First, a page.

On May 25, the research icebreaker CCGS Amundsen left its home port of Quebec City for its 14th annual expedition to Canada’s Arctic.

The 2018 expedition will be first devoted to the Hudson Bay System (BaySys) Study, co-led by the University of Manitoba and Manitoba Hydro. Initially planned for 2017, this program was postponed due to unusual southerly drift of hazardous Arctic sea ice. Funded at a level of $17 million, the five-year program will develop an understanding of how to separate the impacts of climate change from those of hydroelectric development on freshwater-marine coupling in Hudson Bay. It will also support research on the GENICE project, funded by Genome Canada, to investigate the potential for microbial genomics to remediate oil spills in sea ice.

A portion of the 106-day expedition will be dedicated to research and training activities of the Sentinel North program, a major Université Laval-led multidisciplinary initiative funded by the Canada First Excellence Research Fund (CFREF). Sampling as part of the BriGHT project (Bridging Global change, Inuit Health and the Transforming Arctic Ocean) will be conducted to help clarify the complex links between global change, the marine food web and Inuit health in Nunavik. An international Ph.D. School in Baffin Bay will provide students with a unique opportunity to interact with high-profile scientists and mentors as part of a transdisciplinary and highly technological training program to investigate the role of light in driving the Arctic ecosystem. Operations will also be conducted in support of Sentinel North’s BOND project (Beacons of Northern Dynamics), which develops and deploys new sensors to detect climate active gases in the ocean and atmosphere.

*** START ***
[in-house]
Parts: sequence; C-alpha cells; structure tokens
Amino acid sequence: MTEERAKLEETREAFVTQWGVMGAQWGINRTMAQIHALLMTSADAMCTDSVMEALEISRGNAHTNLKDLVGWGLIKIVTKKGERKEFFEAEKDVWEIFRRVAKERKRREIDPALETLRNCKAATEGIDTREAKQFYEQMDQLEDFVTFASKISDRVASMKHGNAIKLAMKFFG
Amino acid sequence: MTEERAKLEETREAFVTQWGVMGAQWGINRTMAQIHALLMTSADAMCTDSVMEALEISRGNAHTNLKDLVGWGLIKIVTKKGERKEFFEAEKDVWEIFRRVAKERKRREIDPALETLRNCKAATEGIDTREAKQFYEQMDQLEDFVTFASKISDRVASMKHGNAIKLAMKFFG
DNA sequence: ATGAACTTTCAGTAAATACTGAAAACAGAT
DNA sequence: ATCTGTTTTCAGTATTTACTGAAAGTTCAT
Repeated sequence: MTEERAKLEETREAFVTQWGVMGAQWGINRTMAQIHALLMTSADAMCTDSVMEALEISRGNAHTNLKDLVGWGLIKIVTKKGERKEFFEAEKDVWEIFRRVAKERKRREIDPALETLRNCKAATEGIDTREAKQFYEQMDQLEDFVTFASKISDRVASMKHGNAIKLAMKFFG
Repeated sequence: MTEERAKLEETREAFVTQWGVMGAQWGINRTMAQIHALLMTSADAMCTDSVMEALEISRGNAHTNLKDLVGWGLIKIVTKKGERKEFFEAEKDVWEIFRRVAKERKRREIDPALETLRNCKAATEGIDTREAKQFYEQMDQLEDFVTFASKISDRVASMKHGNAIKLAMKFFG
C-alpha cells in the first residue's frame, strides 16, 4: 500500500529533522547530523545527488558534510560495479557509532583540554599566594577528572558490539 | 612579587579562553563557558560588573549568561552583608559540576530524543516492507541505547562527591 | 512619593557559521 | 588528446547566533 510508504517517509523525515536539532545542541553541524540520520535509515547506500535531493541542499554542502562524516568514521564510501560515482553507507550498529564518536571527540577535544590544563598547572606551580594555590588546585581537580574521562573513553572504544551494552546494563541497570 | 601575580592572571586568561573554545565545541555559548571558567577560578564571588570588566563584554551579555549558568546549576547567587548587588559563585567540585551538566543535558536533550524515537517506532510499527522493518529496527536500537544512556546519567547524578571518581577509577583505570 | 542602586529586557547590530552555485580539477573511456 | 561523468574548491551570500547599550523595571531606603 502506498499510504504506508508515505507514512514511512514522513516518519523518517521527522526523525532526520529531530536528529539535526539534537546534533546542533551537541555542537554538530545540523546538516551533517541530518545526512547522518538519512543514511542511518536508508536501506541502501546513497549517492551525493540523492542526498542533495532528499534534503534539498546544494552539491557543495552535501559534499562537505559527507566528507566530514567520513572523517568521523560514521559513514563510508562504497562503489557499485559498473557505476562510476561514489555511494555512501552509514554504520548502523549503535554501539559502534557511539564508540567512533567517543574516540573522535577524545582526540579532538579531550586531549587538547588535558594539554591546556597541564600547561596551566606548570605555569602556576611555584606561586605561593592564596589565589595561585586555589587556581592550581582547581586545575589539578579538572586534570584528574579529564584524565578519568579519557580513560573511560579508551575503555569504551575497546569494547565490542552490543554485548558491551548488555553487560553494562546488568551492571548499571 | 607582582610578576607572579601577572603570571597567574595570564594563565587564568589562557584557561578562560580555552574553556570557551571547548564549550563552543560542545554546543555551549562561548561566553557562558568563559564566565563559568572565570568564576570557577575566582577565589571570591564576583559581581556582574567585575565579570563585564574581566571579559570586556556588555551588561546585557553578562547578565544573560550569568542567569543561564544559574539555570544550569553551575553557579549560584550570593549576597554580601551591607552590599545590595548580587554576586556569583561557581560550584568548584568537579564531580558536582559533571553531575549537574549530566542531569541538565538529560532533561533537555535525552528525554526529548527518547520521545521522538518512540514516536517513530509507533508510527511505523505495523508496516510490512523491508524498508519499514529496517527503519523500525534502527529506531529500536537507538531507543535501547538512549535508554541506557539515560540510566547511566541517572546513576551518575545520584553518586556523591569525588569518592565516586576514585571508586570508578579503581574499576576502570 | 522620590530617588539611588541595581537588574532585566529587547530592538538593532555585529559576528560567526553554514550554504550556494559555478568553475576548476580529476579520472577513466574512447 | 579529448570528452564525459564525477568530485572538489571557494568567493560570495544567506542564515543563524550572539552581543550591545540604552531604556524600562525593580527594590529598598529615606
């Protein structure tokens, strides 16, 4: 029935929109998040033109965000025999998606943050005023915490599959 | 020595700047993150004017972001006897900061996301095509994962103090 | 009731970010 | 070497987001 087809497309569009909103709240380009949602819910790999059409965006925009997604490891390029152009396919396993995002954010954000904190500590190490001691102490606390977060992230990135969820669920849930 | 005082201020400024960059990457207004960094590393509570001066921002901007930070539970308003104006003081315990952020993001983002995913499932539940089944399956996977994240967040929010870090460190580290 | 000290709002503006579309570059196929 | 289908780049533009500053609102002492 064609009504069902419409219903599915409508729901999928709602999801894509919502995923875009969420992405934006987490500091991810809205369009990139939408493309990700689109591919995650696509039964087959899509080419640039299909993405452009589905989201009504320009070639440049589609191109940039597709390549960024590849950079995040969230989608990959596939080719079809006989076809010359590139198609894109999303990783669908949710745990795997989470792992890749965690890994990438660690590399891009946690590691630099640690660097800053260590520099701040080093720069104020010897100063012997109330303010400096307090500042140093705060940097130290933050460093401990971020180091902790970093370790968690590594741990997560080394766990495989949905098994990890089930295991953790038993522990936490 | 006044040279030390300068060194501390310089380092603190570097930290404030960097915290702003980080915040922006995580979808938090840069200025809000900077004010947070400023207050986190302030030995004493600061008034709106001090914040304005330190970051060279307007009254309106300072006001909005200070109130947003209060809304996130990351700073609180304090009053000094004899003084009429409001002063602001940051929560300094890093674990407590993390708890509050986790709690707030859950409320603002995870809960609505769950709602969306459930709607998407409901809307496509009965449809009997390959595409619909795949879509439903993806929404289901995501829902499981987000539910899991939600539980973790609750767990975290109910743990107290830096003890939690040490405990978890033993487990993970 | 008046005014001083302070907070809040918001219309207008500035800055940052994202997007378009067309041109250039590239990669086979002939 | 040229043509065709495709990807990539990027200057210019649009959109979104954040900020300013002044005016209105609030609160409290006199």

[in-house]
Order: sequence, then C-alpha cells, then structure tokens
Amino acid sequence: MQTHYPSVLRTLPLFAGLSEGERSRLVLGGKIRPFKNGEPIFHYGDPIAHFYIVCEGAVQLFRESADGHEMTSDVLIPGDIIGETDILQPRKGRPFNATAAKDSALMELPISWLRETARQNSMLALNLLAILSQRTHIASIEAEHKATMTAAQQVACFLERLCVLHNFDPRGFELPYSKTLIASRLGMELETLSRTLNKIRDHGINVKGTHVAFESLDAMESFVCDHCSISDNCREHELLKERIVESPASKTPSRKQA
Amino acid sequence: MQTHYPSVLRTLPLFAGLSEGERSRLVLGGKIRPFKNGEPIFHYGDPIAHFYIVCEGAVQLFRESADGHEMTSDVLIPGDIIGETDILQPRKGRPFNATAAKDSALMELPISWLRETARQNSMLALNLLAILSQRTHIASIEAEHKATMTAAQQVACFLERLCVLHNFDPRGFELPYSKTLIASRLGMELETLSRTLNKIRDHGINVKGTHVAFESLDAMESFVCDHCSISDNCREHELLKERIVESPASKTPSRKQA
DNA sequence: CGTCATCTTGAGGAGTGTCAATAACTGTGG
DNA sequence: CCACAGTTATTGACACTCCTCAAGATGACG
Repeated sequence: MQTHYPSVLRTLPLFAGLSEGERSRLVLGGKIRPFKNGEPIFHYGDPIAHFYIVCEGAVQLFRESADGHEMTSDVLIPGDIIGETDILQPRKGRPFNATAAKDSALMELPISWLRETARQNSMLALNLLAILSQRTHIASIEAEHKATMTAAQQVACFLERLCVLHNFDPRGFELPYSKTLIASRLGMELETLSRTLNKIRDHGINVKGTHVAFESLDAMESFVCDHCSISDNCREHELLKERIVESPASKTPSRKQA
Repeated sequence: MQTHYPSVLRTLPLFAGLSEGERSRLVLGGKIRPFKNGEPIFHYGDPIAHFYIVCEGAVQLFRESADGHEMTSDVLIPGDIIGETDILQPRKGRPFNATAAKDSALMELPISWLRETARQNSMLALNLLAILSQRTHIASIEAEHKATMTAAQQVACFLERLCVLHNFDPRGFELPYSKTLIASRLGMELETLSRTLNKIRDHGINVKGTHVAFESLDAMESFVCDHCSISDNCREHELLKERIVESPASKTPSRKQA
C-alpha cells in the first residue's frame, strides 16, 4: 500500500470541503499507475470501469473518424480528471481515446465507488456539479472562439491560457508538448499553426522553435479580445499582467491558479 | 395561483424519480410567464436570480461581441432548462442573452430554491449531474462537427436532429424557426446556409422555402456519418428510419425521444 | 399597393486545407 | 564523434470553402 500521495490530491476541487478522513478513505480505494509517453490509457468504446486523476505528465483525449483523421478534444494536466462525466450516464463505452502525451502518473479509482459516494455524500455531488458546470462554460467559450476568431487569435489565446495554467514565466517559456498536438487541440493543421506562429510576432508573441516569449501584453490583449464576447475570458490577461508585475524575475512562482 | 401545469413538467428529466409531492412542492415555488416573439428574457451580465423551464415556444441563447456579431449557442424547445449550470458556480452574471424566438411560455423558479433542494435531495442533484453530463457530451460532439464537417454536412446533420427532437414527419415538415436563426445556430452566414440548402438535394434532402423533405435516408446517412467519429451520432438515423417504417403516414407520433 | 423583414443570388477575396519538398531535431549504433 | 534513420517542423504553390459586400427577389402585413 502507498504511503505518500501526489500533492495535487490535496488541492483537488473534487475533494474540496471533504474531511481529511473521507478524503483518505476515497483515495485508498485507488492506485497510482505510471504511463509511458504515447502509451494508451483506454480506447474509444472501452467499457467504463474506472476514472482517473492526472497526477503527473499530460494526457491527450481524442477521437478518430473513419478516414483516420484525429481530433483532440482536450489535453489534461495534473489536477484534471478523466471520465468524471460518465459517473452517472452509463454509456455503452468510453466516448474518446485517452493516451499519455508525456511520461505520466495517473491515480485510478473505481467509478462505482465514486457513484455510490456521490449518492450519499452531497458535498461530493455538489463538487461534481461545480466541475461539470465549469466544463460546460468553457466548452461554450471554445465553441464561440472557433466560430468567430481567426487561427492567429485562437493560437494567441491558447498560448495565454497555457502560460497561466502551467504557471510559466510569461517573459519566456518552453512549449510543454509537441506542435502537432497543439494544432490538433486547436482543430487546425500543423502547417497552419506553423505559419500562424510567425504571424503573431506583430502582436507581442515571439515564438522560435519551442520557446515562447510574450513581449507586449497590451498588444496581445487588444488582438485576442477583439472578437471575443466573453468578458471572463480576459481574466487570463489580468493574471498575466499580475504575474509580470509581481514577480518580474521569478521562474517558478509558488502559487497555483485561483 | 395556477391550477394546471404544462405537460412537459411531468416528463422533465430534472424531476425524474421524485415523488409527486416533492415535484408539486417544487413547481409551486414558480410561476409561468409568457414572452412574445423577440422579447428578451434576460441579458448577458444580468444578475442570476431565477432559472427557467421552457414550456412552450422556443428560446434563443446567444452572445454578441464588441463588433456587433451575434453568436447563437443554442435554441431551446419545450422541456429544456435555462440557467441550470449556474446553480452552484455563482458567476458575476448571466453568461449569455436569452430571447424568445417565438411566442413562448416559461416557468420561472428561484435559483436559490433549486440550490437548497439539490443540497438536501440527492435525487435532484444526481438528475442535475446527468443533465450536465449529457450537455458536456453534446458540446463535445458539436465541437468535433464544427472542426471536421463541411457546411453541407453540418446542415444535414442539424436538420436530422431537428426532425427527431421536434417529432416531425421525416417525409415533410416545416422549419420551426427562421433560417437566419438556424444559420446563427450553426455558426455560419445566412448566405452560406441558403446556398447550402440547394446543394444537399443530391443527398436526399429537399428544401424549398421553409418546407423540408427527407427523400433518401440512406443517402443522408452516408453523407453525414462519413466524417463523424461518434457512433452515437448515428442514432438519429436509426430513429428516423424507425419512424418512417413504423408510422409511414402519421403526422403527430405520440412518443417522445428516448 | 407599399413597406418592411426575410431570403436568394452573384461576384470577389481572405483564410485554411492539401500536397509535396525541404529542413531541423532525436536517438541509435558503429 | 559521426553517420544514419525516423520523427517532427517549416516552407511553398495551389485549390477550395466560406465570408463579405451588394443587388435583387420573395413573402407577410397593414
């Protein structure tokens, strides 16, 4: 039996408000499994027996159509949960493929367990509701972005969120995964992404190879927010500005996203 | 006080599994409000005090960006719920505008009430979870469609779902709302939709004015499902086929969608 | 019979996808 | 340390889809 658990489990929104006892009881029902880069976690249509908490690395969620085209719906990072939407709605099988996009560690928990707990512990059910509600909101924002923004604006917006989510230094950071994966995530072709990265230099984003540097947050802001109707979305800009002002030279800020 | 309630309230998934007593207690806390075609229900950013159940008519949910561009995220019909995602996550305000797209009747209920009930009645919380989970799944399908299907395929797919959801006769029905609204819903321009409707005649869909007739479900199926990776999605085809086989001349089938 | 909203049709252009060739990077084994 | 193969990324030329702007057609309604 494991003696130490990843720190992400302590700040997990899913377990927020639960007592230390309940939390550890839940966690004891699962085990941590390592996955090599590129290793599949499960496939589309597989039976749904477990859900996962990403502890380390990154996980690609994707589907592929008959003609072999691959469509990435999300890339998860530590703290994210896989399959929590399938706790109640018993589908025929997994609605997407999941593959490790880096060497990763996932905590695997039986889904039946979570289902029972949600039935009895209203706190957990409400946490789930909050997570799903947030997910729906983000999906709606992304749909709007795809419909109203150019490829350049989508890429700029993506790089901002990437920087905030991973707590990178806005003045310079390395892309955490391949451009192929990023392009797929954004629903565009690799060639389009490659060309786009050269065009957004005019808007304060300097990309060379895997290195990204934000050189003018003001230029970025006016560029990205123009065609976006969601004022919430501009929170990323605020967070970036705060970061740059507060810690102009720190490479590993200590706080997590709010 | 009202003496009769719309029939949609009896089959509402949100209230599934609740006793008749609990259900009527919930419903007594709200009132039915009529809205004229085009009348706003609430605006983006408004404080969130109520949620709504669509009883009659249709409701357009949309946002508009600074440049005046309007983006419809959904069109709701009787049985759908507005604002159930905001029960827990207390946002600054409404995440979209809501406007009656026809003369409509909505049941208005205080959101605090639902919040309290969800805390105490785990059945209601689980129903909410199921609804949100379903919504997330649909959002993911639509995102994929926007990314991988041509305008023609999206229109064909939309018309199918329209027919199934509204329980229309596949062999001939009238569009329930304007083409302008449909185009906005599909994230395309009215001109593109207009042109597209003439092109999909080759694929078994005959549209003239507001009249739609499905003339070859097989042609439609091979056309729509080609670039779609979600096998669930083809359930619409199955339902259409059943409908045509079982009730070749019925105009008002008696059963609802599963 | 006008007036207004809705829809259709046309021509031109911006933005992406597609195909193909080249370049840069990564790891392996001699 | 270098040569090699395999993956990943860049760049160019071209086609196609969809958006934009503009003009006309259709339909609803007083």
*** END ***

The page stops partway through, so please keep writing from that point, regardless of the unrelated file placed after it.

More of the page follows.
The expedition will support the Vulnerable Marine Ecosystems program, led by Memorial University of Newfoundland in collaboration with Fisheries and Oceans Canada, ArcticNet, and the Royal Netherlands Institute for Sea Research. Operations will be conducted between Iqaluit and Resolute Bay to acquire baseline data on the biodiversity and productivity of fragile ecosystems in the Labrador Sea and Baffin Bay such as coral forests and sponge grounds.

The final leg of the expedition will be dedicated to ArcticNet’s marine based research program as well as the Kitikmeot Marine Ecosystems Study, a collaborative project with The W. Garfield Weston Foundation and Parks Canada to advance knowledge on the Queen Maud Gulf region of Nunavut, home to the wrecks of the historic Franklin expedition ships HMS Terror and Erebus.

The results of these research projects and many others will be presented this year at ArcticNet’s 2018 Annual Scientific Meeting in Ottawa December 10 to 14.